Best CA City to buy cash flow properties in

30 Replies

I have 50k to invest, what city should I invest in in California.  I rent in SF, but want to buy a cash flowing property to where I can drive to see it.  I am open to property management, but want to pick an area where I can invest in multiple properties at as a long term plan.  

Any feedback is greatly appreciated!

I am in Bay Area and currently looking in Hayward area. Just purchased a 5 unit in Hayward with reasonable cash flow. But the main goal is still appreciation in Bay Area.

Some areas that I looked at: Stockton, Fresno, Merced. But I finally decided to stay within 1 hr driving distance to avoid hassle.

Hayward is pretty good.  It benefits from the exodus from SF and all the high tech on the Peninsula.  It has rent control, but not too bad ( 5% a year ).  I have owned an 8-unit building in Hayward since 2001.  It's a little money machine.  I forsee that I will be able to raise rents 5% a year for the next decade.

I found the property from loop net. Went all cash. Not sure what do you mean by discount. Since I know this area well, I know this property is probably worth >200k over I paid(455k). Of course, there are some inspection issues, but I deals with those issues all the time.

Oakland is really heating up as people get pushed out of SF because of insane prices and this should help as well:

http://www.forbes.com/sites/scottbeyer/2015/09/26/after-ubers-move-will-oakland-become-a-tech-hub/

Gotta be careful where you buy in Oakland.  There's some very unsafe areas.  Also, Oakland has very strict rent control.  I wouldn't touch a building that's subject to it.  I think you're allowed to raise your rents a fraction of the CPI increase.  1% rent increases, anybody?  There's a magic date - IIRC 1987 or so - if a building was built after that date, it's not subject to rent control.

Cherryland, right?  I've had my eye on the unincorporated area for years.   It's noticeably rougher than Hayward.  Almost like the County doesn't really care what you build there.  Strangely enough, Castro Valley is also an unincorporated area, and it's quite nice.  Go figure....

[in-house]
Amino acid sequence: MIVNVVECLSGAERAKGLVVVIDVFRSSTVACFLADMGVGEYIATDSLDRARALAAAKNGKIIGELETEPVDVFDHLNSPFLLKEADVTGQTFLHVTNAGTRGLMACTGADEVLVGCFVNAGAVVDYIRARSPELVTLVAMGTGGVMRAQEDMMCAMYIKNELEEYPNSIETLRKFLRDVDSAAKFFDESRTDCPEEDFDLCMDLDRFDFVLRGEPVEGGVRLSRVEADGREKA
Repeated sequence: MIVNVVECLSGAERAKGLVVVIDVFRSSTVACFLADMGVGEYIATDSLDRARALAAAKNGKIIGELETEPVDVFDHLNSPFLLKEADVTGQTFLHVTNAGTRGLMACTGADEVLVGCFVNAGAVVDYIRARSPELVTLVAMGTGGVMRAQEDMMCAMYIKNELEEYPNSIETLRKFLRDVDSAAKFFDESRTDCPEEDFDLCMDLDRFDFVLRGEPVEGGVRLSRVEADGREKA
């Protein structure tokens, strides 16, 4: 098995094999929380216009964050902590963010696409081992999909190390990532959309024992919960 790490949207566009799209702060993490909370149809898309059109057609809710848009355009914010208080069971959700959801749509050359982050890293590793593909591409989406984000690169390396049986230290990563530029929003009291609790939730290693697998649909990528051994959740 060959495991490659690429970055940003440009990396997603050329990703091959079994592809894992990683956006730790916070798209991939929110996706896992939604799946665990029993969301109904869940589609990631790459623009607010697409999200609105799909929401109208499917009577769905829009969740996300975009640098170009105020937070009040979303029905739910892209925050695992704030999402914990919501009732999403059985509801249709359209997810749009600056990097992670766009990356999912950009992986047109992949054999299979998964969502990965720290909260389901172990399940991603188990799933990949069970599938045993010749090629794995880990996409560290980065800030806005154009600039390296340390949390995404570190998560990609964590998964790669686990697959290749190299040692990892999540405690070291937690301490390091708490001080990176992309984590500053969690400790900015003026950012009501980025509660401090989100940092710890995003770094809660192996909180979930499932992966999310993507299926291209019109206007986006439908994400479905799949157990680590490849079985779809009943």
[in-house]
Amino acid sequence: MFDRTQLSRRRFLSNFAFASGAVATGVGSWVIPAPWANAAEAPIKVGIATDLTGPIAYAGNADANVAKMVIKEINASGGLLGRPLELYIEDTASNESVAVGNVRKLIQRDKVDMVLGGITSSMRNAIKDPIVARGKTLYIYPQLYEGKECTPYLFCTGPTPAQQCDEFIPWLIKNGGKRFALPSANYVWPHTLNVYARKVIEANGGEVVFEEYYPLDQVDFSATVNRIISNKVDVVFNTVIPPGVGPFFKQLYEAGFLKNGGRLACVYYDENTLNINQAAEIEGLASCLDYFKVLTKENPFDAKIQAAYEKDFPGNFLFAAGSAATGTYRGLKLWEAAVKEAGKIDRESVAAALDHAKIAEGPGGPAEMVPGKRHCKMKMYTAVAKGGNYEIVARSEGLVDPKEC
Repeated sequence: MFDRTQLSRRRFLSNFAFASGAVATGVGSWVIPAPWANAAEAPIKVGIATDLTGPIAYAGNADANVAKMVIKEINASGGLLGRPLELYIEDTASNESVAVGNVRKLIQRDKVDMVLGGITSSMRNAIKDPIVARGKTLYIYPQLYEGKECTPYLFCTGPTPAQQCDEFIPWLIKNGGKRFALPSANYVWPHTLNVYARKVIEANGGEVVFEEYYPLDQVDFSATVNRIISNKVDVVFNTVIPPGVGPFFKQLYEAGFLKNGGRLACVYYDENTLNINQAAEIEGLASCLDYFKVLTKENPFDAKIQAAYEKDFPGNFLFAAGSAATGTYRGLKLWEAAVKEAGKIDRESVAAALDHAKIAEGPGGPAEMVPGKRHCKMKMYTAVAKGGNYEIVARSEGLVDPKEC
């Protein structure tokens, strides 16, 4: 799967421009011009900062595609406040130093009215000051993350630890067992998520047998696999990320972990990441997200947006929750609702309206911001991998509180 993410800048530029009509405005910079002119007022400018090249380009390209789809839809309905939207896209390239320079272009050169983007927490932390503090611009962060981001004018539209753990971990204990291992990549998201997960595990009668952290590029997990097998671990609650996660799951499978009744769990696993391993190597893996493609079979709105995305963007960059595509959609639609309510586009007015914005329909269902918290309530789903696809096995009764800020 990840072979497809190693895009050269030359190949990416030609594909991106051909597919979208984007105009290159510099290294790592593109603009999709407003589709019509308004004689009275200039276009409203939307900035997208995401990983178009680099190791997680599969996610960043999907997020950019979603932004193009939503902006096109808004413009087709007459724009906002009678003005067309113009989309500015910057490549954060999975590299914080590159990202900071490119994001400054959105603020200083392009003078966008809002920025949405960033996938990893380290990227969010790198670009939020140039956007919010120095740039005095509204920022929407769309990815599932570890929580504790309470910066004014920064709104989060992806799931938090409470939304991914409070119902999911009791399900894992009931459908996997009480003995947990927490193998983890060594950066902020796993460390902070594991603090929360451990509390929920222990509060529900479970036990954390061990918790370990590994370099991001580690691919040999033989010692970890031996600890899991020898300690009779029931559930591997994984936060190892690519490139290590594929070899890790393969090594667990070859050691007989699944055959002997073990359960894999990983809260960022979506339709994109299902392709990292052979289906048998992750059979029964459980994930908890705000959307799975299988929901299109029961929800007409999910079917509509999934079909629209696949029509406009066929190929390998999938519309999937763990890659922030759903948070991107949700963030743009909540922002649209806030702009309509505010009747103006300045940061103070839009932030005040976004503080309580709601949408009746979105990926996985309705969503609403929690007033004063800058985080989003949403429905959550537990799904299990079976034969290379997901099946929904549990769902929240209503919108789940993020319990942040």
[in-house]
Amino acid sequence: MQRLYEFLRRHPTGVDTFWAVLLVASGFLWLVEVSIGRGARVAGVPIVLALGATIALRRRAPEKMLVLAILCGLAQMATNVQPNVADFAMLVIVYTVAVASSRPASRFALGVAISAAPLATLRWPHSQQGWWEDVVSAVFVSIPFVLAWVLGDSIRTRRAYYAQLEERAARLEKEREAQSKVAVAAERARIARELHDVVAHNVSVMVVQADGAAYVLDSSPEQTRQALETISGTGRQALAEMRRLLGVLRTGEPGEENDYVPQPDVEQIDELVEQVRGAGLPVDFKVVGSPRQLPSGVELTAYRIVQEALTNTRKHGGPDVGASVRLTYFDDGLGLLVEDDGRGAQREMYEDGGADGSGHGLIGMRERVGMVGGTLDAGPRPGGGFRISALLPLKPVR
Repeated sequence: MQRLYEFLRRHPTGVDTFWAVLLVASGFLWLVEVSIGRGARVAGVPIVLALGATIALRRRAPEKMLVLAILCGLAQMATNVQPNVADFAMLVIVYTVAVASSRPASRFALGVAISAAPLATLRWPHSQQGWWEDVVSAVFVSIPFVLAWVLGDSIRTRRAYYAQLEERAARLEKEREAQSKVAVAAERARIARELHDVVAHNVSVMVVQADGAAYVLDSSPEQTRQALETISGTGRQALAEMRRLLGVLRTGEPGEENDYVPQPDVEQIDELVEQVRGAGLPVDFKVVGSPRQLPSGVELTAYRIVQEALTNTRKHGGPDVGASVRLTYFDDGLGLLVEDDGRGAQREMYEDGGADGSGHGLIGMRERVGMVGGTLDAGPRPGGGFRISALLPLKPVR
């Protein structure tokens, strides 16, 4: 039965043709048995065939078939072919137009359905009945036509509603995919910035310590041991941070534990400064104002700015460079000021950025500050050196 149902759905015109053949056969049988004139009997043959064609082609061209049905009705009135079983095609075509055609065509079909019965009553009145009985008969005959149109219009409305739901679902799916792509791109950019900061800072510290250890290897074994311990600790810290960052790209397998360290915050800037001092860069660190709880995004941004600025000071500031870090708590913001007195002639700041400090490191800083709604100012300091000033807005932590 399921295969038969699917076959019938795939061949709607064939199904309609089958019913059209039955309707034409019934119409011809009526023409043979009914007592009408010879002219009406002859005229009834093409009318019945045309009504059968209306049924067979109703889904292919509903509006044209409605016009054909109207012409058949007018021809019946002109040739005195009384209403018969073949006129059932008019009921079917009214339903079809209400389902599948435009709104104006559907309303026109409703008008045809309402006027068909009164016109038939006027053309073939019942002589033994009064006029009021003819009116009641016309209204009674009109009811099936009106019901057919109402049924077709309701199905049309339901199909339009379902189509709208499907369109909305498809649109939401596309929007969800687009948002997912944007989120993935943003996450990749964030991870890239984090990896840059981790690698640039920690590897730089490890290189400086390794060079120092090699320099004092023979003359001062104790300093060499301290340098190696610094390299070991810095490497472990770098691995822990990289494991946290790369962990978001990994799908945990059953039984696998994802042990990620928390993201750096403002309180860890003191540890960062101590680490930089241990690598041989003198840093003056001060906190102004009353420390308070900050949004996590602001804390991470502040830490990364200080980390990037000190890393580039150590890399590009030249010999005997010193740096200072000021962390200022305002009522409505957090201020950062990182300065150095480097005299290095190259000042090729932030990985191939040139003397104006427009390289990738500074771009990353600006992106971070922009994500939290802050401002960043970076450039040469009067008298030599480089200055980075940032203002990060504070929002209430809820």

I bed on a fiveplex over on Meekland a while back.  They were asking $799.  I offered $835, no contingencies except for getting the loan.  Got beat out by an all cash offer.

I am a broker and a general contractor, so I deal with problem properties. I always look for ones with major problems, code violation, foundation issues, etc.

I just saw another in on the peninsula today, asking 450k but probably a total tear down. Called the listing agent but have not heard back yet. Afraid another bidding war.

Originally posted by @David Song :

I found the property from loop net. Went all cash. Not sure what do you mean by discount. Since I know this area well, I know this property is probably worth >200k over I paid(455k). Of course, there are some inspection issues, but I deals with those issues all the time.

 Hey David, can you clarify something for me? You said that you bought this 5-unit property in Hayward with all cash and that it cash flows nicely . Is there an instance where you don't cash flow nicely when you buy a property all cash? With no debt service expense, it should cash flow nicely right? 

Or are you saying that it still cash flows nicely after refinancing it to get your cash back out?

Lastly, in regards to OP, he has $50k to invest, not close to half a million. Are you saying he is still able to enter the Hayward market with $50k? I ask because I'm in a similar situation and finding difficulties entering the Bay Area market. 

50 k budget has to be linked with some kind of financing. Get a loan approval first, find out the maximum purchase price, before looking. Go east to find lower priced properties.

As far as what I do, I purchase and fix and stabilize the rent. Refinance to get all investment back, then still cash flow.

I have multiple properties in/around Stockton and like the market for cash flow. I just rehabbed a 2BR/1BA craftsman and the tenant is signing the lease tomorrow. Also in progress on converting a 1/1 to a 2/2 in a great neighborhood and will then rent that for cash flow. 

I posted recently about the returns I'm seeing in Stockton. Happy to chat if you'd like to private message me. Since I've mostly used my own capital to this point, I now come across more good deals in Stockton than I have cash to pay for them. 

www.biggerpockets.com/forums/99/topics/216502-how-...